by Brenda Ammons
Oh yes, it's spring. I love spring when the trees and grass turn to green. The air is clean and fresh. The mules have a good time running and playing in the warm weather.
Spring is in the air and so are flies! I really hate to put a damper on your spring excitement but I really have to. Any time you have mules you are going to have flies.
There are reasons to control the fly population. First and most important: flies carry several diseases. Some are as simple as a red whelp on your mule’s skin, to diseases that can be fatal to your mule friend. Spring is also an excellent time to pay a visit to your local equine vet for yearly vaccinations.
Flies can also be the indirect source of injury to your mule. Early one morning Bob and I were getting everything ready to pull out and go to South Dakota for a two week ride. I went ahead and caught Molly Shakespear and Libby and put halters on them and then turned them back out in the round pen to wait for a couple of hours until we could get the final loading done for our trip. Every so often I would look out at the mules to make sure everything looked OK. On one of my checks, Molly Shakespear was lying down. I was not concerned by this because both of our mules lay down to sleep. Another hour or so went by and I checked on the mules again. Molly was still laying down. Alarms started to sound off in my head. She had been down too long. Sure enough when Bob and I walked out to check on Molly she must have been scratching a fly off of her face using her back hoof. She got her shoe hung in her halter causing her to go down. Having a back hoof hung in a halter is grounds for disaster. Lucky for us and Molly she didn't lay there very long before we rescued her. Being a mule was also in our favor because unlike a horse, Molly did not panic. She was perfectly still while her halter was cut off.
Another possible injury can be caused when the flies are around the lower legs and hoofs. The mules will stomp their hooves in an attempt to get the flies off. All the stomping can cause injury to the mules hooves and lower legs. Stomping may also cause the shoes to loosen. I hope you always clean your mules hooves and check shoes before leaving out on the trail. Shoes that become loose when mules are out on the trail or in the pasture can cause some serious hoof damage.
There are several ways to help with fly problems. (Notice I said help, not prevent fly problems). One way is to keep your mule clean. Mules like to lay down and there is just not much of a way for them to lay down without getting manure on them, thus attracting flies. Your mule needs to be trained to stand for a bath using a good equine shampoo that guards against flies, ticks and mosquitoes. Your mule will also need to be sprayed for flies. There are several brands of fly spray for your mule. I have never found one to be any better than the others. There are also homemade fly sprays that some people believe are the answer to the fly problem. Again, I have not found one better than the other, so just keep trying them all until you find what works best for your mule. Just be sure to read the labels on the bottles and use as directed.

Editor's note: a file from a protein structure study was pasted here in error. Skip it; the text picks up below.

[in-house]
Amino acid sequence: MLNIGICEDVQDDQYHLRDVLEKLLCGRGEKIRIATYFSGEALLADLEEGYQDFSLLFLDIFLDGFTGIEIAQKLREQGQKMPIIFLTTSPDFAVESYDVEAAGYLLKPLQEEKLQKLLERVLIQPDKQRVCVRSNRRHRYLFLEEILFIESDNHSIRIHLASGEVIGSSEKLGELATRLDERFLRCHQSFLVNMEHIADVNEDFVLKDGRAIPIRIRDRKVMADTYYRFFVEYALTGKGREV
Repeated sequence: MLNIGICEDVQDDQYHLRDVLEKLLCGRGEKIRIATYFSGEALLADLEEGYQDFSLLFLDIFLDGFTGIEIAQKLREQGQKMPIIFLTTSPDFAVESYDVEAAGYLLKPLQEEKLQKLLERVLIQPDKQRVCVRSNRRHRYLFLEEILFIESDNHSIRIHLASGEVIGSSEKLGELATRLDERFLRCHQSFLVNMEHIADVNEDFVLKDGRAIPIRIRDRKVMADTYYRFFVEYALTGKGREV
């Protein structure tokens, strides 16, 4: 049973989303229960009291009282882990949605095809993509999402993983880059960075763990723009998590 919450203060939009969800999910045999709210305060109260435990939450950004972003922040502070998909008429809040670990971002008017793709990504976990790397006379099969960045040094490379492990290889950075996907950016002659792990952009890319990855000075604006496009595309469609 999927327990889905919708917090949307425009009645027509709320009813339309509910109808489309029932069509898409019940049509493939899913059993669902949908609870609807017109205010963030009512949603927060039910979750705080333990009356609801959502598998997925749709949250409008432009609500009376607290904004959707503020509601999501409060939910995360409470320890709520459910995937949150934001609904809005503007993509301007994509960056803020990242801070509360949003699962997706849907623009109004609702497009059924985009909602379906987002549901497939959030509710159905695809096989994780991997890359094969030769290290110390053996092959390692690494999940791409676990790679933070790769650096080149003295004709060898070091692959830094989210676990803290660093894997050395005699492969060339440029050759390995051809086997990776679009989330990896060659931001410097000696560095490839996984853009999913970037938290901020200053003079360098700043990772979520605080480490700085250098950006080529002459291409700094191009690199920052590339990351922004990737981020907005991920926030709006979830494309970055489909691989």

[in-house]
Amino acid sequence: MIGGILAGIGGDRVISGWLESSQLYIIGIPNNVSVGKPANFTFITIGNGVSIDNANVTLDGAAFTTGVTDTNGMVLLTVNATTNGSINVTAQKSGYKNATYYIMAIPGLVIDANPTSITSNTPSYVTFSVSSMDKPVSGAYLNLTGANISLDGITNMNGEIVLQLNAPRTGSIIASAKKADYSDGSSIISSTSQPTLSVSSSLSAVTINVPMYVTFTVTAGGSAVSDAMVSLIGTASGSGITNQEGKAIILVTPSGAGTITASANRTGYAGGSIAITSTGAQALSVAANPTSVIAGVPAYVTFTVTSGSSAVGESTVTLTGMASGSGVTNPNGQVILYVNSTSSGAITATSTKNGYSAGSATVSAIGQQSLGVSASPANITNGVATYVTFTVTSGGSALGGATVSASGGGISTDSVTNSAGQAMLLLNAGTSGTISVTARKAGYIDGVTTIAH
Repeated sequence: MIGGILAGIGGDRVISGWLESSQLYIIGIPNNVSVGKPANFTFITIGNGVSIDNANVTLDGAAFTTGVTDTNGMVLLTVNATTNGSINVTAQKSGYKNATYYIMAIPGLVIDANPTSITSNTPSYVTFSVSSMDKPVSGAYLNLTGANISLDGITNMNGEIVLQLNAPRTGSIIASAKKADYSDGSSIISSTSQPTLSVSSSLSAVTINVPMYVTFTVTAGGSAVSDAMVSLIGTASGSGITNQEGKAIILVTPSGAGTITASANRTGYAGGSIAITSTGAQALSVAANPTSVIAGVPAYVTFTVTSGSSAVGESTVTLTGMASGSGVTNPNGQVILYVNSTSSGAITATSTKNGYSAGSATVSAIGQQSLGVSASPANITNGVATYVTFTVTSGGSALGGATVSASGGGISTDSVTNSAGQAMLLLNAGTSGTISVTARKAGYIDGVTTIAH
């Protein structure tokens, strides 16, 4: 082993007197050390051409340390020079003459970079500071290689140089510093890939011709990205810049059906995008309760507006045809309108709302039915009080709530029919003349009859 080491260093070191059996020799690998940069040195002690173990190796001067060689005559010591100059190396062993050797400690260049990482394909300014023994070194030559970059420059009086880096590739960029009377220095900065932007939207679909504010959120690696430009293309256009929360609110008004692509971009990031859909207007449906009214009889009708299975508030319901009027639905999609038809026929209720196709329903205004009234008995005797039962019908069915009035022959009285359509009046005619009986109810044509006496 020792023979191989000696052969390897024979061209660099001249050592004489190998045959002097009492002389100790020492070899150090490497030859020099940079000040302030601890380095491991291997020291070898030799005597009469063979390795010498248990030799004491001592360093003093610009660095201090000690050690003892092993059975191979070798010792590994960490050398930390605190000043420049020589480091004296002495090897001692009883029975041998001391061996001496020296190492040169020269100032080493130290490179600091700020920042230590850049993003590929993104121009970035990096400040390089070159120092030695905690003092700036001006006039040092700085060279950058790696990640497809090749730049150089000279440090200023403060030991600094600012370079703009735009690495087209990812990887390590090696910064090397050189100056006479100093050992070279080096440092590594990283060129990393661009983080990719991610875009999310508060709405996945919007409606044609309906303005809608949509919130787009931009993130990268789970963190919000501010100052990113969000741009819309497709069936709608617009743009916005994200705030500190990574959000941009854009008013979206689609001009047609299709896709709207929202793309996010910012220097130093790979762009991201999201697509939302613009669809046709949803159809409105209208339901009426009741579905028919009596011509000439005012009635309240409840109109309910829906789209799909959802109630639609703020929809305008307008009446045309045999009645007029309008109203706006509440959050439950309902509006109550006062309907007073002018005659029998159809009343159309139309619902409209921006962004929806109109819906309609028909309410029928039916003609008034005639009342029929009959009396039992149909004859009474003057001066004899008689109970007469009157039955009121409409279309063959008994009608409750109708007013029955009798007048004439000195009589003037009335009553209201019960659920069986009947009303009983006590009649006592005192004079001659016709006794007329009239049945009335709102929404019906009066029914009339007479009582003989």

I like to use a fly mask on Molly Shakespear to keep the flies away from her eyes. Flies are so irritating to your mules eyes. I have also found it helpful to use an ear protector called "Ear Me Now." These ear protectors can be found on Facebook. I love the "Ear Me Now" protection, plus it makes mules and little donkeys so cute, and I know all of you guys want your mule to be cute. OK, well they come in "manly" looks too. Best of all this type of ear protectors are inexpensive.
Keep your mule’s pen clean. Be sure to keep the corral area and stalls clean of manure. Manure is the perfect host for breeding flies. Once I have cleaned the mules living area I like to spray the area with bleach. Bleach will kill the fly larva. Be sure that your mule has clean fresh water at all times. Again, standing stagnate water is a breeding ground for flies and mosquitoes. I also like to keep a fan blowing on the stall area for the mules. The circulating air keeps the mules dry and the flies moving.
There are many more fly preventions out there, it's just a matter of finding which works best for you and your mule. --Safe & Happy Trails, Brenda Ammons, Molly Shakespear, and Starr Doe
Safe Fly Control for Mules
1 cup Avon Skin-So-Soft Body Oil
2 cups white vinegar
1 Tbsp. Eucalyptus Oil or Citronella (found in health food stores)
1 to 3 cups water (3 cups to repel flies)
Shake well, cap tightly, spray on as needed. Great for the trail riding season!